The processor sends a cleansing-result message to each computer system involved in the collaborative data cleansing process 400 that instructs the receiving computer system to unblock the identified cleansing case (step 490). Each cleansing-result message may include a key identifier for the associated cleansing case and an indication that the processing of the associated cleansing case has been completed.

Some implementations may send cleansing-result messages when the process ends (step 495) or another target list is selected from the workload list (step 430).

Based on an instruction of the user, the processor displays a target instance in the source instance navigation area (step 455) and proceeds as described previously, displays a workload list (step 430) and proceeds as described previously, or ends the data cleansing process 400 (step 495).

Some implementations may automate portions of the data cleansing process after a cleansing case has been selected. For example, the processor may shift all referring objects from the source to the target object, and may add any missing attributes to the target.

The processor determines a list of all instances of an object class by using the referring object spreadsheet or table. The processor determines a list of attributes of an object instance. Some implementations may only copy an instance under certain conditions, such as to ensure referential integrity or in a critical object (orders) that cannot be deleted. The processor may check to determine whether the instance can be reassigned before reassigning the instance.

Reassigning an instance may involve creating an instance for the target object and keeping the referring source object, creating an instance for the target object and deleting the referring source object, or keeping the instance as is but changing references to the referring source object.

FIG. 5 illustrates an exemplary list of key identifiers for target instances 510515 of a target list 520. Source instance navigation area 530 includes the text identifying the source instance 532, an addresses object class 534 having one or more addresses instances that refer to the source instance (not shown), and a business-transactions object class 536 having one or more business-transactions instances that refer to the source instance (not shown). The text identifying the source instance 532, the addresses object class 534, and the business-transactions object class 536 collectively may be referred to as a dependency tree.

Target instance navigation area 540 includes the text identifying the target instance 542, an addresses object class 544 having one or more addresses instances that refer to the target instance (not shown), a relationships object class 546 having one or more relationships that refer to the target instance (not shown), a business-transactions object class 548 having one or more business-transaction instances that refer to the target instance (not shown), and a partner-product selection object class 550 having one or more partner-product selections that refer to the target instance (not shown).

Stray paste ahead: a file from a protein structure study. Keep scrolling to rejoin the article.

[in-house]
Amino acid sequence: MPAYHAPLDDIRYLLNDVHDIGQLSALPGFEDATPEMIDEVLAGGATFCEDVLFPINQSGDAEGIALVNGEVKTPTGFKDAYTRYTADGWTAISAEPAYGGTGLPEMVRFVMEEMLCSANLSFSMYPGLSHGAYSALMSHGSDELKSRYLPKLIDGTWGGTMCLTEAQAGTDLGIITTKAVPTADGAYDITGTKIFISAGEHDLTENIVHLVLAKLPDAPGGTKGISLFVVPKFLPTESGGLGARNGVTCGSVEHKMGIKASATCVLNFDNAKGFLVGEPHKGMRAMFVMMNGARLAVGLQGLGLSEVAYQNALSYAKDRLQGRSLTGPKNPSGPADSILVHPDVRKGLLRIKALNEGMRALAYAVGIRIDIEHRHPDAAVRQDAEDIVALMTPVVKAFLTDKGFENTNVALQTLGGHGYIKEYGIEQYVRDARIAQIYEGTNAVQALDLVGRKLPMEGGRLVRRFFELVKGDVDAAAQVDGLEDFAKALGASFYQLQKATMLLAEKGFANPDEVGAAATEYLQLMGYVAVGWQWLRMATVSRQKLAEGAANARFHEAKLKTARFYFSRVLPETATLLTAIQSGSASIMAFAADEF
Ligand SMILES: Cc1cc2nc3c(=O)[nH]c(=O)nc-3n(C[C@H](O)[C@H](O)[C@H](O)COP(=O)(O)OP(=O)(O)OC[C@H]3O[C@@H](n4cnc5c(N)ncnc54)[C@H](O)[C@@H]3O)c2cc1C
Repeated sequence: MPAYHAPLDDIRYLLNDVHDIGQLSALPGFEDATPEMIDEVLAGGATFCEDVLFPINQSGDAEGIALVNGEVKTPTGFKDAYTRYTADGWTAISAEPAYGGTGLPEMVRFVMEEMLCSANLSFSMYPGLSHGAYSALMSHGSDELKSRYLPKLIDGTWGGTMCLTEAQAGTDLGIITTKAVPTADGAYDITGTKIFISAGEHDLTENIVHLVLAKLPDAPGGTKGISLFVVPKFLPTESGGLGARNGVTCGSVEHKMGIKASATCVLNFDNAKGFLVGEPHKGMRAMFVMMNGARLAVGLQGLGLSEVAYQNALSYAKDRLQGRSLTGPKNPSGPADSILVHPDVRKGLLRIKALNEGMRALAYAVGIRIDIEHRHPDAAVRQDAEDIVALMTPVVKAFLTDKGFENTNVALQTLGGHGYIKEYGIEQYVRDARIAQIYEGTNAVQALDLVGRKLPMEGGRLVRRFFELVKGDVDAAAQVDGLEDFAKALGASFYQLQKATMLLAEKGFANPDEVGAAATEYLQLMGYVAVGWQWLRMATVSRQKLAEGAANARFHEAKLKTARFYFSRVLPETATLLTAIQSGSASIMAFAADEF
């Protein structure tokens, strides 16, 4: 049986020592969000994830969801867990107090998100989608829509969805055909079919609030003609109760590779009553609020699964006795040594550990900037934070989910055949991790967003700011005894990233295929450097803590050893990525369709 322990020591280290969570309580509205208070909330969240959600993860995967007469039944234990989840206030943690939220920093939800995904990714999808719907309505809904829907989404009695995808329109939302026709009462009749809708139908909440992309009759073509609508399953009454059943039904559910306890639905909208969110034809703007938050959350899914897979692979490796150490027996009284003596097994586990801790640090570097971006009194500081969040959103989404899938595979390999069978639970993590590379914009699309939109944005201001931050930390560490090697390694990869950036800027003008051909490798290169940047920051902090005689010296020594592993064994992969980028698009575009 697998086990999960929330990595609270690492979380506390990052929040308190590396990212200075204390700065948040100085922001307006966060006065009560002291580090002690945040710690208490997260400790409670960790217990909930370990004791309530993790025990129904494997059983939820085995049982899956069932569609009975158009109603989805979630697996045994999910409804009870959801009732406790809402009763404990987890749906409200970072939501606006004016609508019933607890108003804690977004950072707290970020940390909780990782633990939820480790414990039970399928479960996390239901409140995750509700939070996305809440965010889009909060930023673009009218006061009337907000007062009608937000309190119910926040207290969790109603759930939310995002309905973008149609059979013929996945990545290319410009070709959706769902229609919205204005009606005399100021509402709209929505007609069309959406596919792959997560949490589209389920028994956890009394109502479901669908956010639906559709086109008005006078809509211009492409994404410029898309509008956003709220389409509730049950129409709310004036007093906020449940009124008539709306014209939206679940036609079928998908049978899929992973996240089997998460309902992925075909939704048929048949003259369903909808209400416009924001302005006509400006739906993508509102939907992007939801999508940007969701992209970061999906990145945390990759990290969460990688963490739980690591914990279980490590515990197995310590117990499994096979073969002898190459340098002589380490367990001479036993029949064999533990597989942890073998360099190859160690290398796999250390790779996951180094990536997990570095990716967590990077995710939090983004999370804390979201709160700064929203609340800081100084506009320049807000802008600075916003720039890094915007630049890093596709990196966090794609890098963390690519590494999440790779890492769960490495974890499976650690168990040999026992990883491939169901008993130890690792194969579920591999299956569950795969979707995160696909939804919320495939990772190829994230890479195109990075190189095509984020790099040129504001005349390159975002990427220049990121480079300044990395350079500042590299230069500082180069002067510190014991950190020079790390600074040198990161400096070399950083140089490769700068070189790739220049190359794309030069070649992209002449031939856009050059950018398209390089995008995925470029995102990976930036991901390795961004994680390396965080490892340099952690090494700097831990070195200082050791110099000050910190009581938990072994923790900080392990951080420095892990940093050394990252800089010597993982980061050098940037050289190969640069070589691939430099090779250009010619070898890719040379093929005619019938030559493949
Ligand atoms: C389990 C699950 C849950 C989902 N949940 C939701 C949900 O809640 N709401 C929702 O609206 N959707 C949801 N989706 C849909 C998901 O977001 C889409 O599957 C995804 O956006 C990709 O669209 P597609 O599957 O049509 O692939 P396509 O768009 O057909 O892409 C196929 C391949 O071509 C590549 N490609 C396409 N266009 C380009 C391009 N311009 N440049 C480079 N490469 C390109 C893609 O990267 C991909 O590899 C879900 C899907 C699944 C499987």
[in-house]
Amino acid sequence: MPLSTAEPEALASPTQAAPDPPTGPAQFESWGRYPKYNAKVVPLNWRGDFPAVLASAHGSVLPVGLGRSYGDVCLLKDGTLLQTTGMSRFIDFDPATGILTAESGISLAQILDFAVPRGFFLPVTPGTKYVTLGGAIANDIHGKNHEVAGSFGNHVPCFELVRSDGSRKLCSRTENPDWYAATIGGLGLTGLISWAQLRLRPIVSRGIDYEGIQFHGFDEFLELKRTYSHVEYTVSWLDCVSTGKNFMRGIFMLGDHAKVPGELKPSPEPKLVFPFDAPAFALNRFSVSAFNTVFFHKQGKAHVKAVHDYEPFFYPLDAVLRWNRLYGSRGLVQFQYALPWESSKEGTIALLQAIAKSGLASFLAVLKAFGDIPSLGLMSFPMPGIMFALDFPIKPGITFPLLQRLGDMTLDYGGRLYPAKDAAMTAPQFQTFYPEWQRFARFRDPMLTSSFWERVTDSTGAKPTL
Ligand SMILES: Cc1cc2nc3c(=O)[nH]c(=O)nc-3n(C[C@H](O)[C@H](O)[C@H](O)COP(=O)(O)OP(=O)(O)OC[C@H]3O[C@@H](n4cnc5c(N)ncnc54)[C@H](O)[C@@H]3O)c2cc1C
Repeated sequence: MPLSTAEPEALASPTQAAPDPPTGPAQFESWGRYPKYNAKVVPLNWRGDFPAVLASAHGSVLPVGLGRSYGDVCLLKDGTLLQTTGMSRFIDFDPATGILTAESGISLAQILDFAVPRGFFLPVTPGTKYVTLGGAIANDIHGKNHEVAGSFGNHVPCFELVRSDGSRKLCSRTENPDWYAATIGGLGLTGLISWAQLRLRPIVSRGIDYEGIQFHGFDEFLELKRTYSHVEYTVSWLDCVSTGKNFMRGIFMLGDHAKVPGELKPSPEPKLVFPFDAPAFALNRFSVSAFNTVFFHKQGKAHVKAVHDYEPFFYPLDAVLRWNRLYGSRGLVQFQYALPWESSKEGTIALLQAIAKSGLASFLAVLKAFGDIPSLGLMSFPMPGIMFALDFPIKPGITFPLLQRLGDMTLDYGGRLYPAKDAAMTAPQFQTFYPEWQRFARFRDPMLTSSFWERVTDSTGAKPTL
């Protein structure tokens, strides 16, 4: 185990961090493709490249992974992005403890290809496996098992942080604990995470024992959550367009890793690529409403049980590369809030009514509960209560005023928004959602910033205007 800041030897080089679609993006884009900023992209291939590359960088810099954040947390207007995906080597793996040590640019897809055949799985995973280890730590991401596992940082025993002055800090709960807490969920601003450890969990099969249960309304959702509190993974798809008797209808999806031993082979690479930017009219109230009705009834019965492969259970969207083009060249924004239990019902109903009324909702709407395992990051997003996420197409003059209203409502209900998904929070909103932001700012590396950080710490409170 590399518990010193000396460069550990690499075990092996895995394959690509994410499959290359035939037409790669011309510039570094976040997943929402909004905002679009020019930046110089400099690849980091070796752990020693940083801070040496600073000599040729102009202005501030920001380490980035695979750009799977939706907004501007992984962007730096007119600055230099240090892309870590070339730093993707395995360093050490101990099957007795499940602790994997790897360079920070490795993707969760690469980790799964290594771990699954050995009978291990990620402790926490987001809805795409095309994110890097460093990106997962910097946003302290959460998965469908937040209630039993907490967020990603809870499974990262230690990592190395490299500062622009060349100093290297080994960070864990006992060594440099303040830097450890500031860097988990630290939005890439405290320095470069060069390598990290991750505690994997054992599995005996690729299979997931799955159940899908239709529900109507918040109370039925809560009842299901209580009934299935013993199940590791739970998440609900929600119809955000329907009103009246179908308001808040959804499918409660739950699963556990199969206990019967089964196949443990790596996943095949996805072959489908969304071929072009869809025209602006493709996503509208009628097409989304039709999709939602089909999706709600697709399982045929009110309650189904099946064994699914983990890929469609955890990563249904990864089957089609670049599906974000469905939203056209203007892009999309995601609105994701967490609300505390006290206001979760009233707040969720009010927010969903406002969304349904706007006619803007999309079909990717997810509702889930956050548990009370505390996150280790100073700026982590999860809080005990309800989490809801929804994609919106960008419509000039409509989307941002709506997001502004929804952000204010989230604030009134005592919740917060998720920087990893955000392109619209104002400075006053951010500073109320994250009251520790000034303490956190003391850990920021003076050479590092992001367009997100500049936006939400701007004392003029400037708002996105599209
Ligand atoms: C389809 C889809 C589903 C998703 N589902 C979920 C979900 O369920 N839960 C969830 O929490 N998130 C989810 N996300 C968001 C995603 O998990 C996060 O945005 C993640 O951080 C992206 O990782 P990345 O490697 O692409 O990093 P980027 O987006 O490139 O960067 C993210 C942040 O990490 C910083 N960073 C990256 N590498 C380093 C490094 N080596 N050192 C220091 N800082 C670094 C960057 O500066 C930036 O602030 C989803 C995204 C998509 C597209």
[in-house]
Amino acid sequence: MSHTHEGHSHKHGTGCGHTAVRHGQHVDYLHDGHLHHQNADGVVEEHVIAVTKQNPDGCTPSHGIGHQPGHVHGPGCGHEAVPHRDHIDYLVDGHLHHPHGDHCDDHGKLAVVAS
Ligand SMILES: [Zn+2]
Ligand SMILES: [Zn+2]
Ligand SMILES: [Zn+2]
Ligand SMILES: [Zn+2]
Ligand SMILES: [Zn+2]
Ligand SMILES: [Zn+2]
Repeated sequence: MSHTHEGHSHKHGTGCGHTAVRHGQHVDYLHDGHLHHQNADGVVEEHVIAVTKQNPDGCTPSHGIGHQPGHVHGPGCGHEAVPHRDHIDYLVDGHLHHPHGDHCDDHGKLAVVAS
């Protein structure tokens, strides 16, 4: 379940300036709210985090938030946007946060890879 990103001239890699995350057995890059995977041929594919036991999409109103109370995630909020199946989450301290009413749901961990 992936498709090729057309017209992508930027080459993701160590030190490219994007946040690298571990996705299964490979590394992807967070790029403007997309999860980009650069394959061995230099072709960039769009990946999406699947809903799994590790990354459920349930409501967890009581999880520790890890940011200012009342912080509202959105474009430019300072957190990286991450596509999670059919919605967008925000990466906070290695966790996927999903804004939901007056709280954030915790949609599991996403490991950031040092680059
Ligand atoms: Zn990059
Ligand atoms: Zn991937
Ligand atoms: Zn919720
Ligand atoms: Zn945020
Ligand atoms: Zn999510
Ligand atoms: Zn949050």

The user may expand one or more object class in the source instance dependency tree to show undisplayed instances or object classes. Similarly, the user may collapse a portion or all of a dependency tree that has been expanded to hide referring instances or dependent object classes.

The user may display the attribute values for an instance. The user may display the attribute values for an instance that refers to the source instance and the attribute values for an instance that refers to the target instance. The two instances displayed may be of the same object class.

The user may indicate any referring instances are to be reassigned from the source instance to the target instance by dragging-and-dropping any portion of the dependency tree to the target instance navigation area 540. For example, when the addresses object class 534 is dragged-and-dropped onto the target instance navigation area, the processor reassigns to the target instance all of the addresses instances that refer to the source instance. Similarly, when the addresses object class 534 and the business-transactions object class are dragged-and-dropped onto the target instance navigation area 540, the processor reassigns to the target instance all of the addresses instances and all of the business-transactions instances that refer to the source instance. A particular instance of an addresses object that refers to the source instance may be reassigned to the target instance by expanding the addresses object class so that the addresses instances are displayed and dragging an addresses instance to the target instance navigation area 540.

Some implementations may display and allow reassignment for one or more additional levels of dependent objects. For example, the expansion of business-transactions object class 536 may display a business-transactions-contract object class and a business-transactions-contact object class, each of which has one or more instances. An instance of a business-transactions-contact object class that refers to an instance of a business-transactions class that refers to the source instance may be reassigned to the target instance.